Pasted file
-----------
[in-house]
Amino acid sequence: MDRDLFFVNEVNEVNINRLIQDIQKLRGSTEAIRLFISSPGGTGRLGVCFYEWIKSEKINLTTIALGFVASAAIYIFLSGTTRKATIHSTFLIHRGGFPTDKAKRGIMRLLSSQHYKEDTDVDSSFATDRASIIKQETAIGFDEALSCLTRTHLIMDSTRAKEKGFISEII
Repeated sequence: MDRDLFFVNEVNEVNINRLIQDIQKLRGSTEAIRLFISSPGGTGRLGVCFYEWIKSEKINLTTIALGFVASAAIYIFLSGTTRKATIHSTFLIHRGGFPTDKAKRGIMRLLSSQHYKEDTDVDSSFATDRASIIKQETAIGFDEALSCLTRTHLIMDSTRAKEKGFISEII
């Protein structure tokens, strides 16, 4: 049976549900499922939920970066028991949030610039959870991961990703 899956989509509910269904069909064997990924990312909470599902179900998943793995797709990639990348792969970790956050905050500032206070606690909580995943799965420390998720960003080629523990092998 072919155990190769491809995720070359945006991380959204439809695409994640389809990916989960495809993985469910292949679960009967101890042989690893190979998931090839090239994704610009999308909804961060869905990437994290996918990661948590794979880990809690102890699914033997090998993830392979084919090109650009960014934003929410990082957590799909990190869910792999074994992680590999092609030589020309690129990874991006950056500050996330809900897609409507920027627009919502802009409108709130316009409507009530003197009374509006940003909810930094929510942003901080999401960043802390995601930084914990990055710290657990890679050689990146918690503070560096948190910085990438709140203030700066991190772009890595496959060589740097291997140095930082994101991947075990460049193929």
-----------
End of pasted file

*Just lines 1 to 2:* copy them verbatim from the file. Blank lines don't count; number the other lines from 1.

[in-house]
Amino acid sequence: MDRDLFFVNEVNEVNINRLIQDIQKLRGSTEAIRLFISSPGGTGRLGVCFYEWIKSEKINLTTIALGFVASAAIYIFLSGTTRKATIHSTFLIHRGGFPTDKAKRGIMRLLSSQHYKEDTDVDSSFATDRASIIKQETAIGFDEALSCLTRTHLIMDSTRAKEKGFISEII